17 December 2018 - ongoing.
Metropolitan Museum of Art, New York.
Epic Abstraction: Pollock to Herrera will begin in the 1940s and extend into the twenty-first century to explore large-scale abstract painting, sculpture, and assemblage through more than fifty works from The Met collection, a selection of loans, and promised gifts and new acquisitions. Iconic works from The Met collection, such as Jackson Pollock's classic "drip" painting Autumn Rhythm (1950) and Louise Nevelson's monumental Mrs. N's Palace (1964–77), will be shown in conversation with works by international artists, such as Japanese painter Kazuo Shiraga and the Hungarian artist Ilona Keserü. The exhibition will be punctuated with special loans of major works by Helen Frankenthaler, Carmen Herrera, Shiraga, Joan Snyder, and Cy Twombly.
In the wake of unprecedented destruction and loss of life during World War II, many painters and sculptors working in the 1940s grew to believe that traditional easel painting and figurative sculpture no longer adequately conveyed the human condition. In this context, numerous artists, including Barnett Newman, Pollock, and others associated with the so-called New York School, were convinced that abstract styles—often on a large scale—most meaningfully evoked contemporary states of being. Many of the artists represented in Epic Abstraction worked in large formats not only to explore aesthetic elements of line, color, shape, and texture but also to activate scale's metaphoric potential to evoke expansive—"epic"—ideas and subjects, including time, history, nature, the body, and existential concerns of the self.
Jackson Pollock. Number 28, 1950 (detail), 1950. Enamel on canvas. The Metropolitan Museum of Art, New York, The Muriel Kallis Steinberg Newman Collection, Gift of Muriel Kallis Newman, in honor of her grandchildren, Ellen Steinberg Coven and Dr. Peter Steinberg, 2006 © 2018 The Pollock-Krasner Foundation / Artists Rights Society (ARS), New York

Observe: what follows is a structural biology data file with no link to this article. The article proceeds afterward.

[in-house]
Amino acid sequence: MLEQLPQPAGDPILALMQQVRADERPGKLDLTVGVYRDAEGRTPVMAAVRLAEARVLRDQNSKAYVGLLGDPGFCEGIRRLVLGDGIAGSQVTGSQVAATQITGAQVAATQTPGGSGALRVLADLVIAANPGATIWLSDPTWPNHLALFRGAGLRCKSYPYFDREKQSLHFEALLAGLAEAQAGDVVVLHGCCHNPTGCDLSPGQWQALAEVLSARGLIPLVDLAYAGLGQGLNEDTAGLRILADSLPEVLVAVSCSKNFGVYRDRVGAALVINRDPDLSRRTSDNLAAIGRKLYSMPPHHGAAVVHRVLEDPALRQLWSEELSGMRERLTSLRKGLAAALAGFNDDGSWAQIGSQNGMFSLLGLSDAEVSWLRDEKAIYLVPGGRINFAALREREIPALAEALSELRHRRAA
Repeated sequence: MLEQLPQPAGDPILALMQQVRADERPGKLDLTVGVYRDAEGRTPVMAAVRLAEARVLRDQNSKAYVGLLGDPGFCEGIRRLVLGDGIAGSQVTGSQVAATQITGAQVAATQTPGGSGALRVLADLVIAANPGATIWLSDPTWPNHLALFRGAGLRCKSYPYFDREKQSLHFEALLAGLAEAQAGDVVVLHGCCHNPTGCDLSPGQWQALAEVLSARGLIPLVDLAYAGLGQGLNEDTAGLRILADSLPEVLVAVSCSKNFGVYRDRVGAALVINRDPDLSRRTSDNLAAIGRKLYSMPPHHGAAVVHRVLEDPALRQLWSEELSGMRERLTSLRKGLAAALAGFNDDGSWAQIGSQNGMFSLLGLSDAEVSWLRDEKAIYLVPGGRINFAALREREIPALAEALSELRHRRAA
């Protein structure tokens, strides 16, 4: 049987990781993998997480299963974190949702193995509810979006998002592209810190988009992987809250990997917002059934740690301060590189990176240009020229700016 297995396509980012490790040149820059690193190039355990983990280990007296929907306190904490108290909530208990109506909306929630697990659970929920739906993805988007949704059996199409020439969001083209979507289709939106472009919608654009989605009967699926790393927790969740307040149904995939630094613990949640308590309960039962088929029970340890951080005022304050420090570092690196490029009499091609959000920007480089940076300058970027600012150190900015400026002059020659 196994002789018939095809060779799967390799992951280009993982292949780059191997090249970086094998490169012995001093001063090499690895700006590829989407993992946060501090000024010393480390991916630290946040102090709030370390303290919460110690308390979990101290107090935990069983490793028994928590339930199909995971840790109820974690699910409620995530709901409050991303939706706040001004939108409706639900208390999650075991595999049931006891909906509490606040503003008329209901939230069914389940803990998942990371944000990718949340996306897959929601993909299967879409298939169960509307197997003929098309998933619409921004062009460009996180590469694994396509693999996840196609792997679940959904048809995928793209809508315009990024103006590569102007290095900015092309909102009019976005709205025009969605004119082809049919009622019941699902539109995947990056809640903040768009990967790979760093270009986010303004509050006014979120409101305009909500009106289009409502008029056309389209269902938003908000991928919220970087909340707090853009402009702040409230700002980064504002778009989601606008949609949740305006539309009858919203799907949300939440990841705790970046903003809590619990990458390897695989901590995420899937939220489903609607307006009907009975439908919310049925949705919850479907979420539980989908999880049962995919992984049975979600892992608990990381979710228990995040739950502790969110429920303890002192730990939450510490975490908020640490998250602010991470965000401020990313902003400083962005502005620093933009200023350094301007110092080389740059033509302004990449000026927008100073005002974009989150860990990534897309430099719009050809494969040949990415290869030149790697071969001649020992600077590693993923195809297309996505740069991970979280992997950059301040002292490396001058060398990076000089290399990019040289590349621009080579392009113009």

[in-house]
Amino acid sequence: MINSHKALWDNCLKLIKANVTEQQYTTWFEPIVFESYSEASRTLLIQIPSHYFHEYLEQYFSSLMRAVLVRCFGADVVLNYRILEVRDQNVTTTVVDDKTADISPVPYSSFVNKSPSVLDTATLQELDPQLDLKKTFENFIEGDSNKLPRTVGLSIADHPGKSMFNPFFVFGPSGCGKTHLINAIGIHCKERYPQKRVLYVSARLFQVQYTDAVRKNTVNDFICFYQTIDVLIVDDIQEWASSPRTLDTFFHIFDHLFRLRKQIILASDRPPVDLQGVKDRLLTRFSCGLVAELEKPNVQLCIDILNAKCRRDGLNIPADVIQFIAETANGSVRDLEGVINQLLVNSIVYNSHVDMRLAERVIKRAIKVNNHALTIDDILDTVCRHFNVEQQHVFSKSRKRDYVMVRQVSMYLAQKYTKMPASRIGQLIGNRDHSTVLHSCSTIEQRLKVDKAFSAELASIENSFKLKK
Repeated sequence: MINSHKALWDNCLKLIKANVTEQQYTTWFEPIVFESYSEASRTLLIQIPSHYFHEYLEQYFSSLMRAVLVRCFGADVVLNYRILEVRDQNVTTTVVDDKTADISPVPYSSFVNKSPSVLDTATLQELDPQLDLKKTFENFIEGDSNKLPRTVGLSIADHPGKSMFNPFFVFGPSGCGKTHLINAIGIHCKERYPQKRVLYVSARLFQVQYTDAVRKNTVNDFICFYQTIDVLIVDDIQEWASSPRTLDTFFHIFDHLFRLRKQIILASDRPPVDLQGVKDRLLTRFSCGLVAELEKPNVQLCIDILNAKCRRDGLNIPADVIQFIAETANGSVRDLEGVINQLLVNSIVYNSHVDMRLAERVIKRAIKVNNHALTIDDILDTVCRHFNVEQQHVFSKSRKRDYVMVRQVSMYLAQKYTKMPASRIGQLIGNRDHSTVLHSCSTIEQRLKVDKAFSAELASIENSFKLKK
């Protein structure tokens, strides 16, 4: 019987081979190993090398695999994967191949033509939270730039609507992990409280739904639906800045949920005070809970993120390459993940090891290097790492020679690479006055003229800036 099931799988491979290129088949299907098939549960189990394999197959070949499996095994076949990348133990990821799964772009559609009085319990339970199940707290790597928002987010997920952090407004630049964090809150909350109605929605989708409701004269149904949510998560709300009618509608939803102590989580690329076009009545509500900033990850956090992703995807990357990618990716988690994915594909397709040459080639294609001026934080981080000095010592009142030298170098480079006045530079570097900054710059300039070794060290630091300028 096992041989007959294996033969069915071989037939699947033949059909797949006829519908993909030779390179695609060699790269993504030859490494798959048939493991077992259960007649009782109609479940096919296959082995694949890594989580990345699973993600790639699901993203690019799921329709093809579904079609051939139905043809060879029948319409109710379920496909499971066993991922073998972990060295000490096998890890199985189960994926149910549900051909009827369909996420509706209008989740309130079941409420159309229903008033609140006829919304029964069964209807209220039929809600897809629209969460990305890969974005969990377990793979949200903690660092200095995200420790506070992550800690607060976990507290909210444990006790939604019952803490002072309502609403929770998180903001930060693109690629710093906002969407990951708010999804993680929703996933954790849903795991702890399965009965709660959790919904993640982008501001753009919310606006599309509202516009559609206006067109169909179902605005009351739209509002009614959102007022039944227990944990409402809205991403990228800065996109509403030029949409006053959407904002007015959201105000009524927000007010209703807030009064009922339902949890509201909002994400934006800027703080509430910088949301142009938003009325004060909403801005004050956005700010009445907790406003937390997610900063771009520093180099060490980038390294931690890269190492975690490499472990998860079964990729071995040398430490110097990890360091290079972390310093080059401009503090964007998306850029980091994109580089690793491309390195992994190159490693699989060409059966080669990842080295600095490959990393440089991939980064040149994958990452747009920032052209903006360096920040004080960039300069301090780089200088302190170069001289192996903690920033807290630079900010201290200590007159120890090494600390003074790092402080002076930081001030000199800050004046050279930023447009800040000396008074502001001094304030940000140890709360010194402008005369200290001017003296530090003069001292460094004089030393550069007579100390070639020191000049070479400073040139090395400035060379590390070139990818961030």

Highlights of the exhibition will include a group of paintings by Pollock and a selection of his experimental sketchbook drawings from the late 1930s and early 1940s that demonstrate the artist’s exploration of automatic techniques and his interest in Jungian psychoanalysis. Major works by Franz Kline, Willem de Kooning, and Clyfford Still will expand the representation of mid-century American painting, while a space devoted to Mark Rothko’s meditative compositions will offer a powerful immersion in color, feeling, and sensation. These heralded Abstract Expressionists will be joined by Hedda Sterne and Philippines native Alfonso Ossorio, who were also associated with the movement. A significant ink painting from 1966 by Japanese artist Inoue Yūichi will illuminate the international practice of large-scale calligraphic abstraction. Monumental painterly canvases by Joan Mitchell—a lyrical retort to Pollock’s freighted whipping drips—and Mark Bradford—whose Duck Walk (2016) marks a recent addition to the collection—will evoke Abstract Expressionism’s long and profound legacy.
The exhibition will also feature a gallery of works by the next generation of artists, including Herrera, Ellsworth Kelly, Robert Mangold, Alejandro Puente, and Anne Truitt, who tamed the highly pitched emotionalism of Abstract Expressionism by working in the hard edge and minimalist styles that came to define modern art in the 1960s and 1970s. An adjacent gallery with key works by Helen Frankenthaler and Morris Louis will explore the reductive technique of staining canvas in painting.
The exhibition will include a range of major works composed of found objects and repurposed materials, including the installation’s centerpiece, Nevelson’s Mrs. N’s Palace, Chakaia Booker’s Raw Attraction (2001), and Thornton Dial’s elegiac Shadows of the Field(2008), which evokes the history of American slavery. The installation design will establish artistic and conceptual connections between the artists on view while encouraging visitors to contemplate individual works of art in isolation or in dialogue with others in their midst.